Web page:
BJ Hoff offers another thrilling historical saga that will capture the hearts of readers everywhere.
At the entrance to the city, an Irish governess climbs into a carriage and sets out to confront the man who destroyed her sister's life--a blind musician who hears music no one else can hear ...
On a congested city street, a lonely Scot physician with a devastating secret meets a woman doctor with the capacity to heal not only the sick ... but also his heart ...
In a tumbledown shack among hundreds of others like it, an immigrant family struggles to survive, and a ragged street singer old beyond her years appoints herself an unlikely guardian ...
So begins American Anthem, a story set in 1870s New York that lets the reader step into another time to share the hopes and dreams and triumphant faith of a people you'll grow to love ... a people readers will never forget.
"An eloquently told story that weaves history, music, faith and intrigue ... an absolute pleasure." --Christian Retailing
"The story gently unfolds with intriguing characters, and the sound of music, which Hoff manages to make fly off the pages with her glorious and passionate descriptions." --Christian Library Journal
Originally published to strong sales several years ago, this new edition combines three of BJ's best novels into one saga-length volume.
Most Helpful Customer Reviews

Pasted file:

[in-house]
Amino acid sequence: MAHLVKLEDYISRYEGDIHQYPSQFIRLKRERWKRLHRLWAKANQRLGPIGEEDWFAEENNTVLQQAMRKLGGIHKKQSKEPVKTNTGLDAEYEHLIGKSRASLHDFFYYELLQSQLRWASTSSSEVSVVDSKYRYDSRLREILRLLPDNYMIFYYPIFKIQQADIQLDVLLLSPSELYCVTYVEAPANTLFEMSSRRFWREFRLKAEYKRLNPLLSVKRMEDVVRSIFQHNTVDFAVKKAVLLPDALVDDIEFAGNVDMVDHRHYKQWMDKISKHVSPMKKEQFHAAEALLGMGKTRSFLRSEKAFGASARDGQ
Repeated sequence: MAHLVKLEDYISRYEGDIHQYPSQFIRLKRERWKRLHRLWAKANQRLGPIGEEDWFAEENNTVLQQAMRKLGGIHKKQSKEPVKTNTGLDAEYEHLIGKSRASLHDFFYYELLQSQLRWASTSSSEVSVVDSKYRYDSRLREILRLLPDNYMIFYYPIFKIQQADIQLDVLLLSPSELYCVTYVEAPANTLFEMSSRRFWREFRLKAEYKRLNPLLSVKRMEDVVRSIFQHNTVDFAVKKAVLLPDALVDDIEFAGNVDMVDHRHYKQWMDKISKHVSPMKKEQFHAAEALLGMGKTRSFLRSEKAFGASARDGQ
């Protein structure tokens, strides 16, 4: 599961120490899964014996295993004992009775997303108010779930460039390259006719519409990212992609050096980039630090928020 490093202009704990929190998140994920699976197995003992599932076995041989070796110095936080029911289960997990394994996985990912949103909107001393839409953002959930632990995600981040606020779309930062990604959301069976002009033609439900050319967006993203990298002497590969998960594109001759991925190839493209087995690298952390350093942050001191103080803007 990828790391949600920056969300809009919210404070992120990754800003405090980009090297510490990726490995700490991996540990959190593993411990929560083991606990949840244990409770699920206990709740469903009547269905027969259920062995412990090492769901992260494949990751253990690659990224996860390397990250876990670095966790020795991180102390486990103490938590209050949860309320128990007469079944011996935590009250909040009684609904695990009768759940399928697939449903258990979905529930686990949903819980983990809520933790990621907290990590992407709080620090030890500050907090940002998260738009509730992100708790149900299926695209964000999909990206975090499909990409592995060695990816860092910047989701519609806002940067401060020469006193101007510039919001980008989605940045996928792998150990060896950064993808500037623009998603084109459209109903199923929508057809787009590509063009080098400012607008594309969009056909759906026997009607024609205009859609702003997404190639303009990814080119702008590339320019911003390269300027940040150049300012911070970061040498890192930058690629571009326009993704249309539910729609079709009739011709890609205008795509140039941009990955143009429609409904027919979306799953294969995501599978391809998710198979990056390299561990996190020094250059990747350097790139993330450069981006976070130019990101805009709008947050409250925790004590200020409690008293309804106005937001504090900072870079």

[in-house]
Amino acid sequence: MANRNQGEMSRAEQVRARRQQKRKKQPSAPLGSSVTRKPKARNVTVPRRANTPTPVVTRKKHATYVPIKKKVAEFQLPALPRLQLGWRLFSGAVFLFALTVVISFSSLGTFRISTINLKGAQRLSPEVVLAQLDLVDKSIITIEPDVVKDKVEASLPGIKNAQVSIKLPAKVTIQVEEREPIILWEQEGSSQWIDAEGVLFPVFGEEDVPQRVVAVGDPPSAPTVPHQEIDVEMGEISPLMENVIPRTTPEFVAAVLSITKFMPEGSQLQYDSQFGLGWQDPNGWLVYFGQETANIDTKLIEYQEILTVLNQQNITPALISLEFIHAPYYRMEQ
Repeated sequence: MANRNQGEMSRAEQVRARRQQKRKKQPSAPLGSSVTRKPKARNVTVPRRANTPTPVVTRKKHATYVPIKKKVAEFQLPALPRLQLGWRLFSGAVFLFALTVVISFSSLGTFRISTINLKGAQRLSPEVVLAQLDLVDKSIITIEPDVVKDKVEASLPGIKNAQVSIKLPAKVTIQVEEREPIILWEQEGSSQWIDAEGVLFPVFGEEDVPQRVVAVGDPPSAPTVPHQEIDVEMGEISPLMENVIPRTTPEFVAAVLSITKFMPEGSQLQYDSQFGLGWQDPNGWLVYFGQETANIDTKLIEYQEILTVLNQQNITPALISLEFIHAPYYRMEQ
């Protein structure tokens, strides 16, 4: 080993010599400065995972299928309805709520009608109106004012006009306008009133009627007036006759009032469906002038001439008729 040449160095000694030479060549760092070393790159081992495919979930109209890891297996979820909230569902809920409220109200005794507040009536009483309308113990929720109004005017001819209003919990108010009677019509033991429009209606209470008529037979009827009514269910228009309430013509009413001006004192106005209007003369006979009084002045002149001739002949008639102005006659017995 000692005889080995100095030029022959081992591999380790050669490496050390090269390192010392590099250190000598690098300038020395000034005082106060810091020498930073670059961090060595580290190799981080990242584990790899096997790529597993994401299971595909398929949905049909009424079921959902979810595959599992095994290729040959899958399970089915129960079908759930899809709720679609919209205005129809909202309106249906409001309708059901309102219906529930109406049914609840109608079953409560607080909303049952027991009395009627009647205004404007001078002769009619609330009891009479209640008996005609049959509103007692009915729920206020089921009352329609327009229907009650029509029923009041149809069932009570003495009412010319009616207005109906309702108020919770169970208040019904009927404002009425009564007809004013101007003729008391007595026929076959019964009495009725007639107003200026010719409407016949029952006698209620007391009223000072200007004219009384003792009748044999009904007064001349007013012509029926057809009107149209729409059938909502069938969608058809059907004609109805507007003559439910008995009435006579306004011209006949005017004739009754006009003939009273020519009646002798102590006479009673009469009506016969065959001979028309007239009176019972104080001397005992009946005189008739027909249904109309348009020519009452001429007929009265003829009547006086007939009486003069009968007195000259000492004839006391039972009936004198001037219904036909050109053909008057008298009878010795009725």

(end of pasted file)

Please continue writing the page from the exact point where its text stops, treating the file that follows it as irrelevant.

What is the American dream? To many of us it represents wealth and comfort, but in the 1870's, it often meant simply having food for the children and a good roof over the whole family's head. This book, American Anthem, is actually three books in one. The books tell about the lives of three immigrant families, how they lived, and how they finally meet up together and help each other achieve the American dream. Susanna Fallon is an Irish girl who is coming to America with a mission. Her much elder sister died in unusual circumstances as the wife of a wealthy Italian immigrant conductor. Her sister had desperately reached out to the younger Susanna, telling about the misery of her life under Michael Emmanuel's roof. Filled with righteous anger, she accepts Emmanuel's offer to come live with him and the motherless daughter her sister, Deidre, left behind. She arrives into what appears to be a loving home, grieving for her sister but unwilling to share details of Deidre's death. Andrew Carmichael is a doctor from Scotland who practices in New York. Thought he could have treated only society's elite, he chooses instead to tend to the poorest of New York's poor, most of who were immigrants. When he is about his work, he finds another person in need. Bethany Cole is a talented female doctor in a time when 'lady docs' were not respected and Carmichael takes her on as partner, then begins to love her as well. Suddenly, an old secret is reveled and threatens to destroy all Carmichael has achieved. The Macgovern family are ready to leave Ireland in search of a new life in America. Parents Conn and Vangie are determined that their children Aidan, Nell Grace, twins James and John, and Emma will have the chances they never had living in poverty in Ireland. It is only at the last moment that an adult Aidan refuses to come and they are saddled with a street waif, Renny Magee, instead. They soon find that the streets of America are not paved with gold. They struggle to survive in a hovel on a few cents a day as Conn desperately searcha for a job. It would take a chance encounter to change their situation. American Anthem gives a vivid portrayal of life in America in this time period, both luxurious and horrid. Michael Emmanual's family lives in splendor outside the city due to his God-given gift of music, but they are compelled to help those without. It is in the storylines of Carmichael and the Macgovern's that the reader experiences the horror of old New York. Off the fancy streets of the well-to-do, there was nothing but dirt, disease, and despair. Here immigrants suffered and died, shivering in shacks where parents had to watch their children to starve to death. This book shows how much the people of today own to their hardworking ancestors. With blood, sweat, and tears, these people built the American we live in today. It also reminds us that while much has changed, we still have poverty and suffering in our country and we must work as hard as our ancestors to better the country for the sake of us all.